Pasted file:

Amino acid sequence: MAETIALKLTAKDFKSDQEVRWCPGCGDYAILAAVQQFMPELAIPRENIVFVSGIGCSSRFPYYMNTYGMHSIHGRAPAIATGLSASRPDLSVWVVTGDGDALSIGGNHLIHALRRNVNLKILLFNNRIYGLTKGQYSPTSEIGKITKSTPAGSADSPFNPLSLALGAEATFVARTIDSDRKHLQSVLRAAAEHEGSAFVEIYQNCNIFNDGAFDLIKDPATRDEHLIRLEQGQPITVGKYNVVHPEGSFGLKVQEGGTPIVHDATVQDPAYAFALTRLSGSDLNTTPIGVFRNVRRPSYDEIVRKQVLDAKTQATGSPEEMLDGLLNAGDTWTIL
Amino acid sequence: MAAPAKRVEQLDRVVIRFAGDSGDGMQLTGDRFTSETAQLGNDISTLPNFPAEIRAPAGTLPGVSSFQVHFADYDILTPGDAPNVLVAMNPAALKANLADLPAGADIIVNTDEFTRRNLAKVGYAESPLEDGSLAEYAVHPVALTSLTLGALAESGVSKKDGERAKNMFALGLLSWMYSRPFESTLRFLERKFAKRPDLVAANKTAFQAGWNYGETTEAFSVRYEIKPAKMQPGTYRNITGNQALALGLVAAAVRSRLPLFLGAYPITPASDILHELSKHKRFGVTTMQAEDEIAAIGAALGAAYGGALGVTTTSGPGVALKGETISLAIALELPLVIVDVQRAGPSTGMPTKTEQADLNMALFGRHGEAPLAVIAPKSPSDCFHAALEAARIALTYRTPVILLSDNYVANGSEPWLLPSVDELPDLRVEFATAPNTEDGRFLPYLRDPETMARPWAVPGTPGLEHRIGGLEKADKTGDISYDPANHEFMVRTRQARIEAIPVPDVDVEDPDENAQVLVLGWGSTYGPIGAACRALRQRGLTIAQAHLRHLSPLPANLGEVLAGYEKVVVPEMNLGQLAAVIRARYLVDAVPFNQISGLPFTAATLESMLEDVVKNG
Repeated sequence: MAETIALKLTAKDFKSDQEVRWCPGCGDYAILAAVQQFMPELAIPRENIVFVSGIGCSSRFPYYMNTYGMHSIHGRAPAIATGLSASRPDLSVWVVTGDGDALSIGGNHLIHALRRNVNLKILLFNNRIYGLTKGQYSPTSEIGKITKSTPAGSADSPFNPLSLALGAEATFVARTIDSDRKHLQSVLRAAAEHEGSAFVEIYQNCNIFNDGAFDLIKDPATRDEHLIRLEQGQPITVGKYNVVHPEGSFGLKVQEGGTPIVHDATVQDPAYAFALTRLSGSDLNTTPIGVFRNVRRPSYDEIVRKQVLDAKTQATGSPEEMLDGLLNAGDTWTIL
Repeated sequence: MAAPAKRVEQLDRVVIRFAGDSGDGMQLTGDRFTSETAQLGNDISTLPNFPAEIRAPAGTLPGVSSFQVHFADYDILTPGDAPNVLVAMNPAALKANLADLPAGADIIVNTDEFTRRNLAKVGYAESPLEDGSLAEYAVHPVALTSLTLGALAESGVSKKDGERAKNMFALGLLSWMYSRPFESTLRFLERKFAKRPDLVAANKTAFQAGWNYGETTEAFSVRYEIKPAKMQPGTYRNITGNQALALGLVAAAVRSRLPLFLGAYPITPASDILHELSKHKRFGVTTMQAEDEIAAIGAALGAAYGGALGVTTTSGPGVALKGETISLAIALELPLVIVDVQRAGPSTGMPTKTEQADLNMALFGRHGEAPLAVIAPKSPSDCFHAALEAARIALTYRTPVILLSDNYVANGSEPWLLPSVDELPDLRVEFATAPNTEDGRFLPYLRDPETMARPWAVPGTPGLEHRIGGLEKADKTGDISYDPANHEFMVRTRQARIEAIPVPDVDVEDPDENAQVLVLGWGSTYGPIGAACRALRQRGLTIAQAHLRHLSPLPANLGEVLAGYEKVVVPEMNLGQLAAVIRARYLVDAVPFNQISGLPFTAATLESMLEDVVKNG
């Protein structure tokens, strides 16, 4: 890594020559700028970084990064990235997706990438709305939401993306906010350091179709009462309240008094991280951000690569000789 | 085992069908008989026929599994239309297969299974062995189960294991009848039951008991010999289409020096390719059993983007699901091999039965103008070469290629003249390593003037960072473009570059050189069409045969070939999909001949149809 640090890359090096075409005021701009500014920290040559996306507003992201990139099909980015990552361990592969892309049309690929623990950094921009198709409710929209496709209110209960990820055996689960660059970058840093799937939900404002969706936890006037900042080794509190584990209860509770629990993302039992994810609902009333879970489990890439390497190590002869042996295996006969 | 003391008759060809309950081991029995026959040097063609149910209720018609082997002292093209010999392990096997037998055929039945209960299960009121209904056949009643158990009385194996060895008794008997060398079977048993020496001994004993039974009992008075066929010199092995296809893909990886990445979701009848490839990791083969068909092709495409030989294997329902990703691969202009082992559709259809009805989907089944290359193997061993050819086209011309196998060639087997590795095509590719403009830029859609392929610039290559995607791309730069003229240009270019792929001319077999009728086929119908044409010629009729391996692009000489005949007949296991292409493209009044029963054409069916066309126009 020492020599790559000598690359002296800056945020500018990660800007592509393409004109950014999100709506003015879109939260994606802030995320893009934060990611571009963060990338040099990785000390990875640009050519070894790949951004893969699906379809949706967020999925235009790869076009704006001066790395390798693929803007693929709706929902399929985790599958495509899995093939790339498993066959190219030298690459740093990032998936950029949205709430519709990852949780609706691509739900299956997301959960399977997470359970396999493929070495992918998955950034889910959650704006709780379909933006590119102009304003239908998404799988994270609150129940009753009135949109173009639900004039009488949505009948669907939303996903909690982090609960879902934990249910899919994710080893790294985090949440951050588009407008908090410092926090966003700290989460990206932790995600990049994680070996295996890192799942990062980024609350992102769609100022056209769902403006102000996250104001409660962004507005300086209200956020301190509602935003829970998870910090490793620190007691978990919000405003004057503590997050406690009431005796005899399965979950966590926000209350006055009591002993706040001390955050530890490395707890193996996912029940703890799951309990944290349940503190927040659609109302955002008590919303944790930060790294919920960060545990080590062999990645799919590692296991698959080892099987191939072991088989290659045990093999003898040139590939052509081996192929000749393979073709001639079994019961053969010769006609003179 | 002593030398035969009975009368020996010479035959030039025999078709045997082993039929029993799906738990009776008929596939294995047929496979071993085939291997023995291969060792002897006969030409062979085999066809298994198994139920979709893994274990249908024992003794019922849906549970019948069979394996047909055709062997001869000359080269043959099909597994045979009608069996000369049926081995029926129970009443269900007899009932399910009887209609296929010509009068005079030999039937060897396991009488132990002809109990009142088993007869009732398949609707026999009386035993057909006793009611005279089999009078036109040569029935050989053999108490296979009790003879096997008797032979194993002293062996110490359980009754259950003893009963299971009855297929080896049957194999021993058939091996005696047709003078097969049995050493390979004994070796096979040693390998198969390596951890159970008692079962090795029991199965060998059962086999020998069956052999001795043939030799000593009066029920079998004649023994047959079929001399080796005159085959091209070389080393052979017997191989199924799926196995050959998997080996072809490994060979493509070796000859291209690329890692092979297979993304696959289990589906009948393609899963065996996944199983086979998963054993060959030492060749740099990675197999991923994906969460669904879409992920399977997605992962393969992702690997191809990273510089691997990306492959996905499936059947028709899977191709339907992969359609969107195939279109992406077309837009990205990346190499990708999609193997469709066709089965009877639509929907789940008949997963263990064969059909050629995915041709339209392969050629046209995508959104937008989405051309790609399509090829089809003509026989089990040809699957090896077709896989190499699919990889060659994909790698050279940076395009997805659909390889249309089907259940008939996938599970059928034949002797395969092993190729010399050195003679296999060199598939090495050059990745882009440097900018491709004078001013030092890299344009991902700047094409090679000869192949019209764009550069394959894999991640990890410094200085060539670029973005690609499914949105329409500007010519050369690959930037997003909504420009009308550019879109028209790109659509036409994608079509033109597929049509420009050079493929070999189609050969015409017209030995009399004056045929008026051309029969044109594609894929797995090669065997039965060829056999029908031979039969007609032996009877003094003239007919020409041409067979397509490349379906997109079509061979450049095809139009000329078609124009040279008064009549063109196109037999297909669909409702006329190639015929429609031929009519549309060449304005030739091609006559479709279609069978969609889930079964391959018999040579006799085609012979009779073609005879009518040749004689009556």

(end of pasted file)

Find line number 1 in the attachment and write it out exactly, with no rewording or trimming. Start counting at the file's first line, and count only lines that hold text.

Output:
Amino acid sequence: MAETIALKLTAKDFKSDQEVRWCPGCGDYAILAAVQQFMPELAIPRENIVFVSGIGCSSRFPYYMNTYGMHSIHGRAPAIATGLSASRPDLSVWVVTGDGDALSIGGNHLIHALRRNVNLKILLFNNRIYGLTKGQYSPTSEIGKITKSTPAGSADSPFNPLSLALGAEATFVARTIDSDRKHLQSVLRAAAEHEGSAFVEIYQNCNIFNDGAFDLIKDPATRDEHLIRLEQGQPITVGKYNVVHPEGSFGLKVQEGGTPIVHDATVQDPAYAFALTRLSGSDLNTTPIGVFRNVRRPSYDEIVRKQVLDAKTQATGSPEEMLDGLLNAGDTWTIL